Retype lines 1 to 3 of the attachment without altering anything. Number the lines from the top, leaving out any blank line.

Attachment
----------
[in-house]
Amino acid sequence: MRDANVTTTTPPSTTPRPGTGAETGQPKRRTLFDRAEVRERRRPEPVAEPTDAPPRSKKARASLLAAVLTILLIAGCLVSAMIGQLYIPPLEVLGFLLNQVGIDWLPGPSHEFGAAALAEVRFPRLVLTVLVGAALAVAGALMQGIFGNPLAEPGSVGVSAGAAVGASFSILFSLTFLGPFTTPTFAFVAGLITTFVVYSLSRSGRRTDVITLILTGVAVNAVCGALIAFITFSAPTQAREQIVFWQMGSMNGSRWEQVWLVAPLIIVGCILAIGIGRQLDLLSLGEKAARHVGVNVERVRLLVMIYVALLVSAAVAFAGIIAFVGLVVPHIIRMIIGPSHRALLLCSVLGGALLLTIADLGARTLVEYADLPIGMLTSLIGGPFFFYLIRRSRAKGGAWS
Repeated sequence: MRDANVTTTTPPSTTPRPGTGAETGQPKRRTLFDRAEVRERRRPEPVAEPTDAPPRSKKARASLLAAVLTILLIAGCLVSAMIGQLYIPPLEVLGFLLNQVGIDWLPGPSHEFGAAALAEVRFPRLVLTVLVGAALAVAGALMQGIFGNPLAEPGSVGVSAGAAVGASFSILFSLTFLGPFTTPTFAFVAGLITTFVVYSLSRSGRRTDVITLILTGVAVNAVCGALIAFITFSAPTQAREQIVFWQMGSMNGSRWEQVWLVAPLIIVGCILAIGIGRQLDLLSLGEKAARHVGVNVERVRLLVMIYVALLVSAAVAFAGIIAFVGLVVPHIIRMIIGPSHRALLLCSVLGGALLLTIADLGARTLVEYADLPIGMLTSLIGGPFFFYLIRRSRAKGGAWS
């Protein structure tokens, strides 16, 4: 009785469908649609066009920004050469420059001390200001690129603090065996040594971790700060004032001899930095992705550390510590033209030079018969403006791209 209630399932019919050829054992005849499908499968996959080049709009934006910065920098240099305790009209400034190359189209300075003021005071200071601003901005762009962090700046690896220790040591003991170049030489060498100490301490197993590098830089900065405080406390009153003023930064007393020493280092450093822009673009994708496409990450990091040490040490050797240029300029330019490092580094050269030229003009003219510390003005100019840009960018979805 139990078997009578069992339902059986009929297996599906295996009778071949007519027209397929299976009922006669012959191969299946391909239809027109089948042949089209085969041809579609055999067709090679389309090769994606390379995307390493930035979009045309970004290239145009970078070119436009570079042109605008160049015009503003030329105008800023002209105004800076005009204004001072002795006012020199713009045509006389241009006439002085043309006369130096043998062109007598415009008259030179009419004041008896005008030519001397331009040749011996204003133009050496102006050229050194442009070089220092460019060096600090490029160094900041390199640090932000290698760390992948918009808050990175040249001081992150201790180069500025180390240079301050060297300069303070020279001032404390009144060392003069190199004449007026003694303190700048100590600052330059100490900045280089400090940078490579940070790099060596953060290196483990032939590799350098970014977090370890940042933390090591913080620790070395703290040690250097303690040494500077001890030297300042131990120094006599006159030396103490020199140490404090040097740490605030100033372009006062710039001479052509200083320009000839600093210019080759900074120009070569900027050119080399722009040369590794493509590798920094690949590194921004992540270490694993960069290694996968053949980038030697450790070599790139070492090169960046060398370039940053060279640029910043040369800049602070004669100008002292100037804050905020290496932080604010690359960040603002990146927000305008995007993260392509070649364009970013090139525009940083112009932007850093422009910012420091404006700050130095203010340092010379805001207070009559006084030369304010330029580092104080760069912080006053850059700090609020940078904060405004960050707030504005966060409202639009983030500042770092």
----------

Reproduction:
[in-house]
Amino acid sequence: MRDANVTTTTPPSTTPRPGTGAETGQPKRRTLFDRAEVRERRRPEPVAEPTDAPPRSKKARASLLAAVLTILLIAGCLVSAMIGQLYIPPLEVLGFLLNQVGIDWLPGPSHEFGAAALAEVRFPRLVLTVLVGAALAVAGALMQGIFGNPLAEPGSVGVSAGAAVGASFSILFSLTFLGPFTTPTFAFVAGLITTFVVYSLSRSGRRTDVITLILTGVAVNAVCGALIAFITFSAPTQAREQIVFWQMGSMNGSRWEQVWLVAPLIIVGCILAIGIGRQLDLLSLGEKAARHVGVNVERVRLLVMIYVALLVSAAVAFAGIIAFVGLVVPHIIRMIIGPSHRALLLCSVLGGALLLTIADLGARTLVEYADLPIGMLTSLIGGPFFFYLIRRSRAKGGAWS
Repeated sequence: MRDANVTTTTPPSTTPRPGTGAETGQPKRRTLFDRAEVRERRRPEPVAEPTDAPPRSKKARASLLAAVLTILLIAGCLVSAMIGQLYIPPLEVLGFLLNQVGIDWLPGPSHEFGAAALAEVRFPRLVLTVLVGAALAVAGALMQGIFGNPLAEPGSVGVSAGAAVGASFSILFSLTFLGPFTTPTFAFVAGLITTFVVYSLSRSGRRTDVITLILTGVAVNAVCGALIAFITFSAPTQAREQIVFWQMGSMNGSRWEQVWLVAPLIIVGCILAIGIGRQLDLLSLGEKAARHVGVNVERVRLLVMIYVALLVSAAVAFAGIIAFVGLVVPHIIRMIIGPSHRALLLCSVLGGALLLTIADLGARTLVEYADLPIGMLTSLIGGPFFFYLIRRSRAKGGAWS